FIG. 2 a shows an alternative preferred form of the subject universal interface module 60′ movable between the positions illustrated in FIGS. 2 a and 3 in horizontal or vertical directions relative to the sheet processing system 10 described above. The telescopic universal interface module 60′ embodiment illustrated in FIG. 2 a provides a bidirectional paper feed path therethrough and, in that regard, offers alternative functionality relative to the first embodiment illustrated in FIG. 2. As in FIG. 2, the bidirectional universal interface module 60′ extends a length comparable to or slightly greater than the horizontal pitch Lx. FIG. 2 a shows the bidirectional module 60′ collapsed to a fraction of the pitch Lx less than the fraction of Lx shown in FIG. 3.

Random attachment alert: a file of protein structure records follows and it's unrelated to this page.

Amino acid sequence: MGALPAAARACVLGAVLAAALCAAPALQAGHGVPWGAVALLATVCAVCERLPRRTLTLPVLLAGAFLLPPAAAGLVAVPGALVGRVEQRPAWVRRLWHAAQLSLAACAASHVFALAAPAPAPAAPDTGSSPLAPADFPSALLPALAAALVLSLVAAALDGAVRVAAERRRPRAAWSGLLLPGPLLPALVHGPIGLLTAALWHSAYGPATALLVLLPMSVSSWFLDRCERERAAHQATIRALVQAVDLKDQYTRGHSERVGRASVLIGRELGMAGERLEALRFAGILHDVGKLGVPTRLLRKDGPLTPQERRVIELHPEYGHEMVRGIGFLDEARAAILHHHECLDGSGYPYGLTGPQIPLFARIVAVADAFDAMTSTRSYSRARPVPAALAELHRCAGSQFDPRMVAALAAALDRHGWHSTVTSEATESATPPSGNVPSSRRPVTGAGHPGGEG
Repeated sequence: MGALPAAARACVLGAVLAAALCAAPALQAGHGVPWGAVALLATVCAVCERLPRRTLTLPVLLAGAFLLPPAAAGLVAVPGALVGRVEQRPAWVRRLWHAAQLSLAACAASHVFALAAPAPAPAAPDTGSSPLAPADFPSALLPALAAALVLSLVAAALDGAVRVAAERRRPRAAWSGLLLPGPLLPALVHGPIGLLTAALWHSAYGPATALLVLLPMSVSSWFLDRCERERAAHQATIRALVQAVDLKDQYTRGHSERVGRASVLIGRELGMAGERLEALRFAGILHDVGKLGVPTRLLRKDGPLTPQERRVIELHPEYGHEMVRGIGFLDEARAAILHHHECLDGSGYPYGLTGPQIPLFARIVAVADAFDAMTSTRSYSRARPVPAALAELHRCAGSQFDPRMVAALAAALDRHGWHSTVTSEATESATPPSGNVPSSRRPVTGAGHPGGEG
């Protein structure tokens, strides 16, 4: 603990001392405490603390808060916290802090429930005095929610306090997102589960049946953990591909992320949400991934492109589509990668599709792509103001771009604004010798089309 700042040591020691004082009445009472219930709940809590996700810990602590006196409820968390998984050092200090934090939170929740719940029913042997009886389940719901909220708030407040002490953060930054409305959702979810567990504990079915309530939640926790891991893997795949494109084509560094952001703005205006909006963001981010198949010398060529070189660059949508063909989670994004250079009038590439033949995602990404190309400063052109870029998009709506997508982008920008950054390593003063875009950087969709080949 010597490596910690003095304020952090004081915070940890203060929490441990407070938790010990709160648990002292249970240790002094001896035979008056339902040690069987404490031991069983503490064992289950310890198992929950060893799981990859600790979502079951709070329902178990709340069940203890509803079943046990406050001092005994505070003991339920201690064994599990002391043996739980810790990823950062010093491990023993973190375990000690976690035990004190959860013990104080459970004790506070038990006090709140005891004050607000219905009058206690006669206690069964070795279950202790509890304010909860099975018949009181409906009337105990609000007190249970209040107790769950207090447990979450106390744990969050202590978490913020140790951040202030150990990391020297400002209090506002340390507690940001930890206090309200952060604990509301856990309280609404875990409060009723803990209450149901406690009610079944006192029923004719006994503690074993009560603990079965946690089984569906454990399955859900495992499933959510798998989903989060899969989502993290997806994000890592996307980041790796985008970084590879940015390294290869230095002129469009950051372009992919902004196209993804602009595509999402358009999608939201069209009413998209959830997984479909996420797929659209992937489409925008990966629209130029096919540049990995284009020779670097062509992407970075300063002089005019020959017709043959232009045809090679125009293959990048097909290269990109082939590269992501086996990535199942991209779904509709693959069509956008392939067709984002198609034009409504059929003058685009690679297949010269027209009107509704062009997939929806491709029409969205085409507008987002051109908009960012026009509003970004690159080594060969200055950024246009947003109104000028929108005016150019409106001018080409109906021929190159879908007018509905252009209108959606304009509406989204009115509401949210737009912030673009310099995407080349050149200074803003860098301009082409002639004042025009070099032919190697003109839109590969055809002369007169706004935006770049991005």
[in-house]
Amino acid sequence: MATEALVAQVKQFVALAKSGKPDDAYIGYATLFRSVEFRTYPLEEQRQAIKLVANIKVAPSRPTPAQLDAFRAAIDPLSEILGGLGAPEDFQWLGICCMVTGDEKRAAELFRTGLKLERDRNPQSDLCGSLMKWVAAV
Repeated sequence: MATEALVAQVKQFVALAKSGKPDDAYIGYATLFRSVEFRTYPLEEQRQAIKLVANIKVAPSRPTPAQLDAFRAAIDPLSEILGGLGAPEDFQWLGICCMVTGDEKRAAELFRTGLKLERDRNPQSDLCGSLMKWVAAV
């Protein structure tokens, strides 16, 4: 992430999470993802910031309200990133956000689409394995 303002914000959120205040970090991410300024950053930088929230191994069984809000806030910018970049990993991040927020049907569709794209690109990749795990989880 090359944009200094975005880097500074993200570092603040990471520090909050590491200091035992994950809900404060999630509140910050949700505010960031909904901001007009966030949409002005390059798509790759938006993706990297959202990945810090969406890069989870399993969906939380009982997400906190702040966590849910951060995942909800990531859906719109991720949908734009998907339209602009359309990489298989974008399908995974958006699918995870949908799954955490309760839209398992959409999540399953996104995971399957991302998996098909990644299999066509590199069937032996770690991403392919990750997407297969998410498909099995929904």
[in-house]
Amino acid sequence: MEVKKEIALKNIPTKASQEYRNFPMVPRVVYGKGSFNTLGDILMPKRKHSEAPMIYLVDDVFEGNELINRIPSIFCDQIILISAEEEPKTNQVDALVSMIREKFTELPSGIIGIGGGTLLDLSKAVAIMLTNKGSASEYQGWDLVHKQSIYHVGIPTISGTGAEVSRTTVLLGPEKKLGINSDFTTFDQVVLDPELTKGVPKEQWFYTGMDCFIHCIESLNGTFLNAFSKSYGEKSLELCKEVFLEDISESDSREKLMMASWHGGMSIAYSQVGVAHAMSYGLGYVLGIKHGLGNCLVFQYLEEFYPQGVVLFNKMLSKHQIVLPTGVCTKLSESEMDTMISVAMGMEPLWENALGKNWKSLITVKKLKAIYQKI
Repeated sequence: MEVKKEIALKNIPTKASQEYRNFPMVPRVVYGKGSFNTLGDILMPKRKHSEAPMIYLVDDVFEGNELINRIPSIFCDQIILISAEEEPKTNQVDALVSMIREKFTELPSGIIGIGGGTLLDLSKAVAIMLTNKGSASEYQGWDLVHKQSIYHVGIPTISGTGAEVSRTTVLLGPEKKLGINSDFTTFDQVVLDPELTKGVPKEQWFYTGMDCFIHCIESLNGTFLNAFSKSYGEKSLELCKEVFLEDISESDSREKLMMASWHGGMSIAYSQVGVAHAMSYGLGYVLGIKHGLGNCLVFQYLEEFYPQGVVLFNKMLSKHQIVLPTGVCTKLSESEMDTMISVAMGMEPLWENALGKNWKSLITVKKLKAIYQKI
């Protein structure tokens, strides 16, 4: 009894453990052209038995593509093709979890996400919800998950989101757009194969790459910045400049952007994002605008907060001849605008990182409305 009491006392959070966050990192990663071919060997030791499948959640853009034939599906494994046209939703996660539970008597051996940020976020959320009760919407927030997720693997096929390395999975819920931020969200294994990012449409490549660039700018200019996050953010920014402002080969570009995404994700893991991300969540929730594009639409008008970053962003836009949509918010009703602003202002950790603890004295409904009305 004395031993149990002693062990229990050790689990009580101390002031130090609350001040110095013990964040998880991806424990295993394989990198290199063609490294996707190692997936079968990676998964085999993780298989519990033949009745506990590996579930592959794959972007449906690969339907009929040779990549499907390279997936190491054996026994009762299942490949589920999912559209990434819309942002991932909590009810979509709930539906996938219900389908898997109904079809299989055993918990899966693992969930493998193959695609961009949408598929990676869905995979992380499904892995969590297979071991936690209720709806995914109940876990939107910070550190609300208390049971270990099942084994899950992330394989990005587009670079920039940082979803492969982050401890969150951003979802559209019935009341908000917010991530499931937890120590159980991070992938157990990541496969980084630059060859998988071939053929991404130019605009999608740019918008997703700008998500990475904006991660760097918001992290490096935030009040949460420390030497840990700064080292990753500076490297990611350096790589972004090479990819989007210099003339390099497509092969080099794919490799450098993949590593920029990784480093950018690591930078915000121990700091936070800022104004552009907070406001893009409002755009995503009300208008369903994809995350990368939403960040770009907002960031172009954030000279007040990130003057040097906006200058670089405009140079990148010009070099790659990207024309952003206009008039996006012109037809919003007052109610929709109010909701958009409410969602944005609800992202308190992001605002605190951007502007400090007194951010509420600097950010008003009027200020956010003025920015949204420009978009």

In the form illustrated, the bidirectional telescopic universal interface module 60′ includes a frame 62′ and a universal interface module 64′ providing a bidirectional sheet feeding path 66′ positional relative to the frame 62′ therethrough. The bidirectional sheet feeding path 66′ extends between opposite sides of the module as illustrated. More particularly, the bidirectional sheet feeding path extends between a sheet receiving/discharging sheet feed path end 70′ of the sheet feeding path 66′ to a sheet receiving/discharging sheet feed path end 72′ of the sheet feeding path 66′. As understood by those skilled in the art, the bidirectional sheet feeding path 66′ is provided for transporting copy sheets between the associated first and second sheet processing machines in directions B marked in the figure.